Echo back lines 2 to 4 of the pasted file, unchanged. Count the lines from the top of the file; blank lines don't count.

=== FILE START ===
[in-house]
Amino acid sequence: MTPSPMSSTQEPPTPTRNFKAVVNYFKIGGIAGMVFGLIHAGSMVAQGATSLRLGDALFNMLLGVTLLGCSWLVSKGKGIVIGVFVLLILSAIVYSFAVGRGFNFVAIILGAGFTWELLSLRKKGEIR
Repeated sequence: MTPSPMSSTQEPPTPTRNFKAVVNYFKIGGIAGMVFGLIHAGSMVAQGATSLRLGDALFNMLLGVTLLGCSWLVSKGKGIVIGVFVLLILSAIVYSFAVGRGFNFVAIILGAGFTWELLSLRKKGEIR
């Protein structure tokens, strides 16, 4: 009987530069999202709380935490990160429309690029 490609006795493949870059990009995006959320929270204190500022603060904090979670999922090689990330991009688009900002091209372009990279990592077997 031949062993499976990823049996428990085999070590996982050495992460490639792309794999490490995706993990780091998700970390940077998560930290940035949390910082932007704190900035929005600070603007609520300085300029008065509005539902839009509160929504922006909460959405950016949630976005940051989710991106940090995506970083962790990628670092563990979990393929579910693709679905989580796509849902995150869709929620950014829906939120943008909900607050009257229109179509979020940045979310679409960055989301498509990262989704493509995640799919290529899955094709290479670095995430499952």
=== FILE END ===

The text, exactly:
Amino acid sequence: MTPSPMSSTQEPPTPTRNFKAVVNYFKIGGIAGMVFGLIHAGSMVAQGATSLRLGDALFNMLLGVTLLGCSWLVSKGKGIVIGVFVLLILSAIVYSFAVGRGFNFVAIILGAGFTWELLSLRKKGEIR
Repeated sequence: MTPSPMSSTQEPPTPTRNFKAVVNYFKIGGIAGMVFGLIHAGSMVAQGATSLRLGDALFNMLLGVTLLGCSWLVSKGKGIVIGVFVLLILSAIVYSFAVGRGFNFVAIILGAGFTWELLSLRKKGEIR
């Protein structure tokens, strides 16, 4: 009987530069999202709380935490990160429309690029 490609006795493949870059990009995006959320929270204190500022603060904090979670999922090689990330991009688009900002091209372009990279990592077997 031949062993499976990823049996428990085999070590996982050495992460490639792309794999490490995706993990780091998700970390940077998560930290940035949390910082932007704190900035929005600070603007609520300085300029008065509005539902839009509160929504922006909460959405950016949630976005940051989710991106940090995506970083962790990628670092563990979990393929579910693709679905989580796509849902995150869709929620950014829906939120943008909900607050009257229109179509979020940045979310679409960055989301498509990262989704493509995640799919290529899955094709290479670095995430499952």